Explosives Department chief Hussain Channa is allegedly pooling money from different organisations and individuals to buy the decision of shifting Explosives Department. Channa, however, denies the allegation.
Shahid Rashid expressed ignorance about growing corruption in the department. He claims his ministry was following all cases on merit, including shifting of the explosives department.
“Before coming to any conclusion for shifting of explosives department, I have sought views of the concerned section and this would be followed by a series of meetings with the stakeholders to take their input on this important issue,” Rashid said.
Feminizing stores that sell women’s fashion has a price
May 22, 2013
TRADERS in women clothes and accessories are unanimous that ensuring their shops are staffed by women only by July 10 will raise prices by 30 to 50 percent. They justified this huge price rise by pointing to the fact that work in their shops can only be covered in two shifts, while women can only work for one shift.
They said in this case they would have to employ two women for the same job instead of one. Therefore, their salary bill will double, thus increasing prices.
Speaking recently at the Jeddah Chamber of Commerce and Industry (JCCI), the traders said they would not be able to implement the decision of the Labor Ministry within two months. They asked the ministry to extend the period and to launch an awareness campaign to change the work ethics of the majority of Saudi families.
What will the ministry do especially as it has been burdened with too many assignments? It has been reported that the ministry will not back off from its decision and that it is now considering the mechanisms of implementation in a manner that will not harm the merchants and manufacturers and at the same time fulfill the core objectives of the government to provide enough working opportunities for the Saudi women.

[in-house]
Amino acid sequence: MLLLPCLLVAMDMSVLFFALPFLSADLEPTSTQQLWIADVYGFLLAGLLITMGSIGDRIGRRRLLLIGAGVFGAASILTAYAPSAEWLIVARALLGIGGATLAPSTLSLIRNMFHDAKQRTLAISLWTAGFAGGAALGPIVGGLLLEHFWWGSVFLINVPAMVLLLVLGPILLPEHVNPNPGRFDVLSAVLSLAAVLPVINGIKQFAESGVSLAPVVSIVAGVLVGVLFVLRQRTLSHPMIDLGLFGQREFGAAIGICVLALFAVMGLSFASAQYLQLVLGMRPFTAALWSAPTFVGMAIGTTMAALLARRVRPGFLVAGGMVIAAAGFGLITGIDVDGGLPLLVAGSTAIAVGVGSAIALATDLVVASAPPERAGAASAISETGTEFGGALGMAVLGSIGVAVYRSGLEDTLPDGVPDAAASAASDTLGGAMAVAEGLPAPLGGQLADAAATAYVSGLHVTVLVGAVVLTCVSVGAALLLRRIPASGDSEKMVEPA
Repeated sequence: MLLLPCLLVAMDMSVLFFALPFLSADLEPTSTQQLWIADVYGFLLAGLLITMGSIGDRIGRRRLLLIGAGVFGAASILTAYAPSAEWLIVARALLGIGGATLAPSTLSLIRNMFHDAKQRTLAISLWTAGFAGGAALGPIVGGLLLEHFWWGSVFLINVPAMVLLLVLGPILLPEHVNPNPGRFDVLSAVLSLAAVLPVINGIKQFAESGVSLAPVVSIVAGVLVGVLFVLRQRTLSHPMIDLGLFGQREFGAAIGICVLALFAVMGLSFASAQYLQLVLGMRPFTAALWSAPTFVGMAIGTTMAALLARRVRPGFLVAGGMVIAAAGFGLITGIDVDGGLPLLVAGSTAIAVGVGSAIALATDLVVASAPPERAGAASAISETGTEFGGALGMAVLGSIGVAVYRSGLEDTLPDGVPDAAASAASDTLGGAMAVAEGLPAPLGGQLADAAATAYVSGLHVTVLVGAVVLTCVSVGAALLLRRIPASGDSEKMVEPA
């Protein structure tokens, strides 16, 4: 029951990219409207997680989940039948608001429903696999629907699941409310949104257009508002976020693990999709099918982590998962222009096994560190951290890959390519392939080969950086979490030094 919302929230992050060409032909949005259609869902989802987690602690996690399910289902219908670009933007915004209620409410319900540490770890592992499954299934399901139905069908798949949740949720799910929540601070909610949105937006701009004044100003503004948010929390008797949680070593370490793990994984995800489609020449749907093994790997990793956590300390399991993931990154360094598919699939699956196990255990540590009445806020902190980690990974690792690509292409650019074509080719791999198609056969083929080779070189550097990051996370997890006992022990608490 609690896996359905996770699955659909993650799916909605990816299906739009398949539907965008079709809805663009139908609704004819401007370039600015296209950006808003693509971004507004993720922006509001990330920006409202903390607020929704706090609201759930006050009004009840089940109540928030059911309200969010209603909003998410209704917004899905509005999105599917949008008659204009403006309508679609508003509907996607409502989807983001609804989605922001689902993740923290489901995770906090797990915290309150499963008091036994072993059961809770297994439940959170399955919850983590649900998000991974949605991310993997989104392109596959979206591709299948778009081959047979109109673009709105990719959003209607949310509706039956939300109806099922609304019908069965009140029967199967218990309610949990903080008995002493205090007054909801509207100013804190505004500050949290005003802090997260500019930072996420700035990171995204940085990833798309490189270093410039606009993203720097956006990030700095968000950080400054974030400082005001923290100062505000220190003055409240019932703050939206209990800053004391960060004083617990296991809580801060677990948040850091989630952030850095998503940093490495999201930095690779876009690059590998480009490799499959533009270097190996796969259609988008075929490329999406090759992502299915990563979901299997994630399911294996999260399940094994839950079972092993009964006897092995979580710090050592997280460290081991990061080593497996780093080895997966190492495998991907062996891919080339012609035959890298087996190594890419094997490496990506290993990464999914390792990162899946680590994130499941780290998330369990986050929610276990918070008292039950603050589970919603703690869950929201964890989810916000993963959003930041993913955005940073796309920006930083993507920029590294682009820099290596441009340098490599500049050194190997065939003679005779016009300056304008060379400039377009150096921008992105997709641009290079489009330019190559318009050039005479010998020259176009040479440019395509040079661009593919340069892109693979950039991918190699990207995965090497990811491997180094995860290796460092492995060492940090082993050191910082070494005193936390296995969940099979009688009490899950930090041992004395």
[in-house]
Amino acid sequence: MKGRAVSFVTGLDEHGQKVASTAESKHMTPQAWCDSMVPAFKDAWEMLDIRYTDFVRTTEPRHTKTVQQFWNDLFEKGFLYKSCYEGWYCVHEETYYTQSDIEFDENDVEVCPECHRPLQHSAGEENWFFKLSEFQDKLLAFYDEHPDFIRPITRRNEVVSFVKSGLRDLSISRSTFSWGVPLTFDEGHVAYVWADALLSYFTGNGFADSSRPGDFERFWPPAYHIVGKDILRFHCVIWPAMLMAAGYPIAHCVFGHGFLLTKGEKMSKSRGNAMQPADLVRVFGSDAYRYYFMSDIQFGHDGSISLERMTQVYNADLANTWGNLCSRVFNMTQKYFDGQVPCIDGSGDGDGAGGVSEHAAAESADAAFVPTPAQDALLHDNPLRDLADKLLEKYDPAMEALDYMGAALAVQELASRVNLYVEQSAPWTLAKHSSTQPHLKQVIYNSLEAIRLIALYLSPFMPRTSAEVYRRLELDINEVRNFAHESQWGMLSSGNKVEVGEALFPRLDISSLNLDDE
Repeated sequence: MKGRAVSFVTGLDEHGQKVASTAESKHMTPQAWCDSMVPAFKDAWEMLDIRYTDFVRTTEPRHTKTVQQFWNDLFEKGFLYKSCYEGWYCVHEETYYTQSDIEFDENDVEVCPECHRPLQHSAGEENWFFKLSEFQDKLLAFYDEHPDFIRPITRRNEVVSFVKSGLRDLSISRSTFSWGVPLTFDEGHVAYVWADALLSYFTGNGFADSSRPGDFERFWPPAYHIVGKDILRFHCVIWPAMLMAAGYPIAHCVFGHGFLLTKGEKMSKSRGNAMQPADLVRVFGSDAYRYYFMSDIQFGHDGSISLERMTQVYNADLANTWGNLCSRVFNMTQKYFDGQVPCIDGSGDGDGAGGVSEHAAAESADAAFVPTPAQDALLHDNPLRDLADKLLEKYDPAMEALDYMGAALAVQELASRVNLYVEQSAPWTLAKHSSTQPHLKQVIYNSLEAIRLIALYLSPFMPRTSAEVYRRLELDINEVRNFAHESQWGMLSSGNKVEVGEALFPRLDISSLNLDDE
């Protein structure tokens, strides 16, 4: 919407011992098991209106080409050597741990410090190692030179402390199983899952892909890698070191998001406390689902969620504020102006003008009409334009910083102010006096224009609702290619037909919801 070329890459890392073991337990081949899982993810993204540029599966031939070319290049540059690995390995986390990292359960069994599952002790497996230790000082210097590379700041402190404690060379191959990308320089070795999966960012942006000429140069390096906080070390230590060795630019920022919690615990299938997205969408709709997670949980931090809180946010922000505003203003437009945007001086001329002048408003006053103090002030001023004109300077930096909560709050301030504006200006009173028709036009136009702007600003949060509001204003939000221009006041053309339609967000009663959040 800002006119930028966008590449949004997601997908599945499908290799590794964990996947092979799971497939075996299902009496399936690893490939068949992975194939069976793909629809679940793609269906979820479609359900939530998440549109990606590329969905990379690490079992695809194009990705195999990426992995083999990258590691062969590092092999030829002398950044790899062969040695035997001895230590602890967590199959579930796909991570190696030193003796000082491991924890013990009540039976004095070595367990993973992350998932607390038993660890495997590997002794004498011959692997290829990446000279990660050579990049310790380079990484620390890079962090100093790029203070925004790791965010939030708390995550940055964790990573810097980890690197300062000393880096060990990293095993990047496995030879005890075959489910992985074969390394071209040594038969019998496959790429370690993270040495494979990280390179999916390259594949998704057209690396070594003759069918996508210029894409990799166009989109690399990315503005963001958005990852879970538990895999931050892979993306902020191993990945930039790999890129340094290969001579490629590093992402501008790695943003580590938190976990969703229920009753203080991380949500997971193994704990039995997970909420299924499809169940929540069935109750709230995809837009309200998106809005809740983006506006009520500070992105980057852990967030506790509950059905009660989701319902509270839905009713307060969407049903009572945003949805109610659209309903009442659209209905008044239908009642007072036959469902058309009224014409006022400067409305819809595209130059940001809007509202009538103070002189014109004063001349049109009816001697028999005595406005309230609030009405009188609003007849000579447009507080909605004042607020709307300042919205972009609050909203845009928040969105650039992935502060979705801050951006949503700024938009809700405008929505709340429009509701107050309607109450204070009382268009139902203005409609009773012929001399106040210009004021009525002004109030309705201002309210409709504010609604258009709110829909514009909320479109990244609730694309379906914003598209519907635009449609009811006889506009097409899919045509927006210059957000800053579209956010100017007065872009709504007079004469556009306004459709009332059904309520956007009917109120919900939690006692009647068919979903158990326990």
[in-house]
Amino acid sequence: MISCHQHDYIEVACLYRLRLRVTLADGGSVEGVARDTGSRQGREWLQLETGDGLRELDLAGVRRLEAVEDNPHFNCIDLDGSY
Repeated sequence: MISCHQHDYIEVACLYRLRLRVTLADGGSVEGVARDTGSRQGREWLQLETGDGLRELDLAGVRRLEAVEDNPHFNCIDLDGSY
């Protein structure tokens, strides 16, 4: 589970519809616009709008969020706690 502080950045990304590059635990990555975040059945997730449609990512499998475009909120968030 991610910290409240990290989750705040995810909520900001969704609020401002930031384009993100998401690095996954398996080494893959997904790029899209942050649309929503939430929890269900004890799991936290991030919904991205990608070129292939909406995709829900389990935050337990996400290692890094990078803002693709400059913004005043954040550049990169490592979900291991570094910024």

However, the minister has to listen to the merchants who have so far not been able to source sufficient numbers of qualified women to work in their shops. The merchants are also afraid that after training, many women may drop out looking for better jobs.
The ministry's campaign should be termed the “job nationalization” campaign instead of the feminization of jobs in women’s fashion shops. The nationalizing of jobs means the provision of work opportunities for both Saudi men and women.
This is a God-given right to the Saudis whether they are men or women. The foreign men have been selling in these shops for many years without problems when we suddenly decided to take away their jobs. Can this trade be feminized?
If this is true, why do we not also feminize the maternity hospitals, the shopping malls and other places? We should not insist on making work in women’s fashion shops women-only, as half of society is made up of men and the other half of women.
Today, working as a salesman or a saleswoman is not a priority for the Saudi youth. However, the system should not impede men if they decided to work as salesmen.
The young males are looking for income from honest jobs. Unlike women, the young men are ready to work two shifts.
Schoolgirls' Raise £8000 for Charity to Gaza and Syria
21st May 2013
By Asian Image reporter
Girls from Preston Muslim Girls High School and Abrar Academy joined forces with the community to raise £8000 for charity.